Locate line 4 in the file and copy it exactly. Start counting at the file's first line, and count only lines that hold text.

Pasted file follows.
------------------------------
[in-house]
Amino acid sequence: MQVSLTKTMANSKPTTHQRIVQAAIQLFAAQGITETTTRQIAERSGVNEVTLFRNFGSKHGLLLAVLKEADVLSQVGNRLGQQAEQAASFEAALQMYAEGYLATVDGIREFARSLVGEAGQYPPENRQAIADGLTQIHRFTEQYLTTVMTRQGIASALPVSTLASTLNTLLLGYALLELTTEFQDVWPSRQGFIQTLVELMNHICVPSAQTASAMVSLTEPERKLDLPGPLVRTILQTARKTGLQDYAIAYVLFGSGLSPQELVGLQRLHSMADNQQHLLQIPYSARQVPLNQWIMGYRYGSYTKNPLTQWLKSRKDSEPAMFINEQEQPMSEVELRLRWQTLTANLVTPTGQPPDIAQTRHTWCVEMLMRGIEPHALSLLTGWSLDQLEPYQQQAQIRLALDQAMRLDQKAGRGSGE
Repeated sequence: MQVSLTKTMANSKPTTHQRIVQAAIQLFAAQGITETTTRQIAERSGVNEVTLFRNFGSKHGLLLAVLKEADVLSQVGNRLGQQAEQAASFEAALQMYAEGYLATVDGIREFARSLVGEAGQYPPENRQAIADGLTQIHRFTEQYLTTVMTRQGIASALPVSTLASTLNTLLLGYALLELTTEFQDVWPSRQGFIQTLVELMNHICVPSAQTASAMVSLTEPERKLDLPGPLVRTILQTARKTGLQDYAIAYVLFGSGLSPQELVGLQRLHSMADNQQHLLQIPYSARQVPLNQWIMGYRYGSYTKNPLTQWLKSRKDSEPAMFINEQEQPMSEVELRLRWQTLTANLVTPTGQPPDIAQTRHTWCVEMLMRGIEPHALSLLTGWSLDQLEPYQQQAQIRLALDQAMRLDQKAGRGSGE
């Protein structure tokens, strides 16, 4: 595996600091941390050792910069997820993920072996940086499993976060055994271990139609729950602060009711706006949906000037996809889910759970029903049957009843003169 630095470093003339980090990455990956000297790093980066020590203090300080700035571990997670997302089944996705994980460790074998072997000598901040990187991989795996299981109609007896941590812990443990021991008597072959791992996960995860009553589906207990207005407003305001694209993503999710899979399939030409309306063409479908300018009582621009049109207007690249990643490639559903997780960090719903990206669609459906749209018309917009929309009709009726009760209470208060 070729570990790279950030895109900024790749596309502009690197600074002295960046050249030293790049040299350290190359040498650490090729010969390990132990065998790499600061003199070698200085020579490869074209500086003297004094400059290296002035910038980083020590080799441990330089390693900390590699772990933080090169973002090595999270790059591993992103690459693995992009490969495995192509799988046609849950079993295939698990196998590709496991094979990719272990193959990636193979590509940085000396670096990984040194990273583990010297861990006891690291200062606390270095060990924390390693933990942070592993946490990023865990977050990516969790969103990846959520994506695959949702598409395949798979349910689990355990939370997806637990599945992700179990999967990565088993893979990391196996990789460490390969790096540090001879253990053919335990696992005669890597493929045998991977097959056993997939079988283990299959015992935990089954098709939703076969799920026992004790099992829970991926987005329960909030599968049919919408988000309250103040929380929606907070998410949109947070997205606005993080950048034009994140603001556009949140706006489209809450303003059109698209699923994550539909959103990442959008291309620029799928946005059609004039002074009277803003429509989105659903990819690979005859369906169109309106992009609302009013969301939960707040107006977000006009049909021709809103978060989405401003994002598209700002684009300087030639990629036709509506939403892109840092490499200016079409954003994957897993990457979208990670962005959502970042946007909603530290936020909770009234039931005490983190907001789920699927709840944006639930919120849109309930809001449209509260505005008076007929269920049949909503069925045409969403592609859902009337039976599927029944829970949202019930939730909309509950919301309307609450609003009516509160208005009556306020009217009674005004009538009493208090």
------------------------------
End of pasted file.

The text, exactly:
């Protein structure tokens, strides 16, 4: 595996600091941390050792910069997820993920072996940086499993976060055994271990139609729950602060009711706006949906000037996809889910759970029903049957009843003169 630095470093003339980090990455990956000297790093980066020590203090300080700035571990997670997302089944996705994980460790074998072997000598901040990187991989795996299981109609007896941590812990443990021991008597072959791992996960995860009553589906207990207005407003305001694209993503999710899979399939030409309306063409479908300018009582621009049109207007690249990643490639559903997780960090719903990206669609459906749209018309917009929309009709009726009760209470208060 070729570990790279950030895109900024790749596309502009690197600074002295960046050249030293790049040299350290190359040498650490090729010969390990132990065998790499600061003199070698200085020579490869074209500086003297004094400059290296002035910038980083020590080799441990330089390693900390590699772990933080090169973002090595999270790059591993992103690459693995992009490969495995192509799988046609849950079993295939698990196998590709496991094979990719272990193959990636193979590509940085000396670096990984040194990273583990010297861990006891690291200062606390270095060990924390390693933990942070592993946490990023865990977050990516969790969103990846959520994506695959949702598409395949798979349910689990355990939370997806637990599945992700179990999967990565088993893979990391196996990789460490390969790096540090001879253990053919335990696992005669890597493929045998991977097959056993997939079988283990299959015992935990089954098709939703076969799920026992004790099992829970991926987005329960909030599968049919919408988000309250103040929380929606907070998410949109947070997205606005993080950048034009994140603001556009949140706006489209809450303003059109698209699923994550539909959103990442959008291309620029799928946005059609004039002074009277803003429509989105659903990819690979005859369906169109309106992009609302009013969301939960707040107006977000006009049909021709809103978060989405401003994002598209700002684009300087030639990629036709509506939403892109840092490499200016079409954003994957897993990457979208990670962005959502970042946007909603530290936020909770009234039931005490983190907001789920699927709840944006639930919120849109309930809001449209509260505005008076007929269920049949909503069925045409969403592609859902009337039976599927029944829970949202019930939730909309509950919301309307609450609003009516509160208005009556306020009217009674005004009538009493208090």